Fairchild et al. (2018) contend that proper collection and analysis of epidemiological data contribute significantly to emergency preparedness and response, understanding the disease’s progression, and building statistical disease models that facilitate data-driven forecasting. These factors promote proper planning and deconstruction of status quos that can compromise response mechanisms.
Another benefit of analyzing and understanding epidemiological data is the plausibility of making improved and informed decisions at the organizational level. According to Fairchild et al. (2018), epidemiological data are significant in promoting data-driven decisions and proper resource allocations. For example, knowledge of the disease’s progression and transmission patterns may influence vaccine distribution and allow hospitals to anticipate surge capacity during an outbreak.
Finally, epidemiological information plays a forefront role in enabling hospitals to communicate, report, and collaborate with other healthcare stakeholders to contain an outbreak. For instance, hospitals can provide and accurate information to other stakeholders, including policymakers, medical supplies, the community, and community health professionals. These possibilities bolster the collective mechanisms of containing an outbreak and restoring the community’s health and well-being.
Conflicts and Ethical Considerations
Although collecting and analyzing epidemiological data can improve a hospital’s preparedness and response mechanisms, unanticipated disease outbreaks alter the organization’s day-to-day operations. For instance, preparedness and response interventions require more resources and efforts, including the need to expand the staff’s capacity.
In other instances, hospitals suspend services to concentrate on emergency response processes. This factor conflicts with the organizational mission, vision, and objectives. At the personal level, healthcare professionals encounter various challenges when responding to an outbreak.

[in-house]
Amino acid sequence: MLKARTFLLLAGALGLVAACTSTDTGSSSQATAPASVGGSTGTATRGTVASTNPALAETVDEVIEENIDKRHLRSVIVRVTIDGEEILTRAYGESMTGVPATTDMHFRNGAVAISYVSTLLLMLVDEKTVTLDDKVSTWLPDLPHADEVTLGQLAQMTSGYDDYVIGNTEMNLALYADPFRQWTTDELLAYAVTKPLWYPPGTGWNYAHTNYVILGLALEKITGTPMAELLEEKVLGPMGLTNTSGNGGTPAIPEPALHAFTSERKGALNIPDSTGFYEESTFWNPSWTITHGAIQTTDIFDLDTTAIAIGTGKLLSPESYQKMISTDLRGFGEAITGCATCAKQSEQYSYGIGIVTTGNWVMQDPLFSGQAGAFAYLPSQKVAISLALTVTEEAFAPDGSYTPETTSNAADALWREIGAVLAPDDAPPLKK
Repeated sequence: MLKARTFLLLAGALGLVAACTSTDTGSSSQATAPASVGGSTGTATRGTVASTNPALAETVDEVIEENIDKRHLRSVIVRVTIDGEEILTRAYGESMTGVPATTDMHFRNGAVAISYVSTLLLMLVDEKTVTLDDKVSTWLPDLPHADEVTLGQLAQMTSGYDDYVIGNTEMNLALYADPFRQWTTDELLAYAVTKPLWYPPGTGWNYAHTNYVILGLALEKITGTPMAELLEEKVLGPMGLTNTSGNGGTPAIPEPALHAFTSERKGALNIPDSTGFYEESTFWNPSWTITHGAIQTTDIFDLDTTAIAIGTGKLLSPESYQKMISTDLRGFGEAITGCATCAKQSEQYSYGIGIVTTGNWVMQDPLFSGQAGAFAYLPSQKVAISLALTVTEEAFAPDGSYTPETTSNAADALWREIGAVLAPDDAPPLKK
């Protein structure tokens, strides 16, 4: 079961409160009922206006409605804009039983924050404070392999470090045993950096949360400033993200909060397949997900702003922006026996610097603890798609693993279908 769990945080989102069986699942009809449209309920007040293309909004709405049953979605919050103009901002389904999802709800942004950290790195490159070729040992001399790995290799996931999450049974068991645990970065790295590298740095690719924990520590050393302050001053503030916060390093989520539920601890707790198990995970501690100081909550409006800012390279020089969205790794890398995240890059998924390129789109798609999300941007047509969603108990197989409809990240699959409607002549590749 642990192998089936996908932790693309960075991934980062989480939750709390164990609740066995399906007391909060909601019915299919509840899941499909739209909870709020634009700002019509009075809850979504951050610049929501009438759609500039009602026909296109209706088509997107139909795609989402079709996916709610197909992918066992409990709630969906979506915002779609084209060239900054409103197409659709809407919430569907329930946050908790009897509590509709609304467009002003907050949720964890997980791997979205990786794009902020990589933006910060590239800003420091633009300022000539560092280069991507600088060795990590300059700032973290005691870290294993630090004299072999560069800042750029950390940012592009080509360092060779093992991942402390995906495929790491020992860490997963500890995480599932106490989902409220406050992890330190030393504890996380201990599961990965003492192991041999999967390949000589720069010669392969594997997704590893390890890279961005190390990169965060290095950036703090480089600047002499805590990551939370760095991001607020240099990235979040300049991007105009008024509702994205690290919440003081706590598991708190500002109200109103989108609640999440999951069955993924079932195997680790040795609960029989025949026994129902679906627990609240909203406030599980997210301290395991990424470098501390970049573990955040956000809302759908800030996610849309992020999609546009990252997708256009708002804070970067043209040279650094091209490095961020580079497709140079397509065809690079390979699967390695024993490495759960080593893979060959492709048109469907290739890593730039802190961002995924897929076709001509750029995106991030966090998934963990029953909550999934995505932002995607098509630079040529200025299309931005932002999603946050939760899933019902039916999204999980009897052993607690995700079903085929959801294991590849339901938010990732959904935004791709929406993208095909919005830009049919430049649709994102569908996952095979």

Razu et al. (2021) contend that healthcare professionals suffer from insomnia, loneliness, mental depression, and sleep disorder associated with increased workloads, anxiety, and burnout. Also, disease outbreaks can increase the fear of infection among healthcare professionals. These challenges compromise healthcare professionals’ ability to provide quality care.
Regardless of the challenges associated with the management and containment of an outbreak at the organizational level, healthcare professionals are responsible for complying with ethical standards. According to Varkey (2021), clinicians must benefit the patient, avoid or minimize harm, and respect values and preferences.
It is possible to comply with these ethical obligations by ensuring beneficence, non-maleficence, autonomy, and justice. Amidst the predicaments of an outbreak, healthcare professionals can safeguard the four bioethical principles by showing compassion, maintaining meaningful relationships with patients and families, preventing structural discrimination, and providing patient-centered care.
Areas of Future Research
Amidst the challenges of preparing and responding to an outbreak, it is essential to conduct comprehensive research on the social determinants of health (SDOH) that contribute to the disproportionate spreading, prevalence, and effects of the disease. Also, it is vital to conduct further research on disaster preparedness, response, and recovery plan, including strategies for minimizing hospital-acquired infections (HAIs). For example, the hospital should investigate the effectiveness of handwashing protocols in reducing and preventing viral transmission at the organizational level.
Fairchild, G., Tasseff, B., Khalsa, H., Generous, N., Daughton, A. R., Velappan, N., Priedhorsky, R., & Deshpande, A. (2018). Epidemiological data challenges: Planning for a more robust future through data standards. Frontiers in Public Health, 6. https://doi.org/10.3389/fpubh.2018.00336
Razu, S. R., Yasmin, T., Arif, T. B., Islam, Md. S., Islam, S. M. S., Gesesew, H. A., & Ward, P. (2021). Challenges faced by healthcare professionals during the COVID-19 pandemic: A qualitative inquiry from Bangladesh. Frontiers in Public Health, 9. https://doi.org/10.3389/fpubh.2021.647315
Sigler, T., Mahmuda, S., Kimpton, A., Loginova, J., Wohland, P., Charles-Edwards, E., & Corcoran, J. (2021). The socio-spatial determinants of COVID-19 diffusion: The impact of globalization, settlement characteristics, and population. Globalization and Health, 17(1). https://doi.org/10.1186/s12992-021-00707-2
Varkey, B. (2021). Principles of clinical ethics and their application to practice. Medical Principles and Practice, 30(1), 17–28. https://doi.org/10.1159/000509119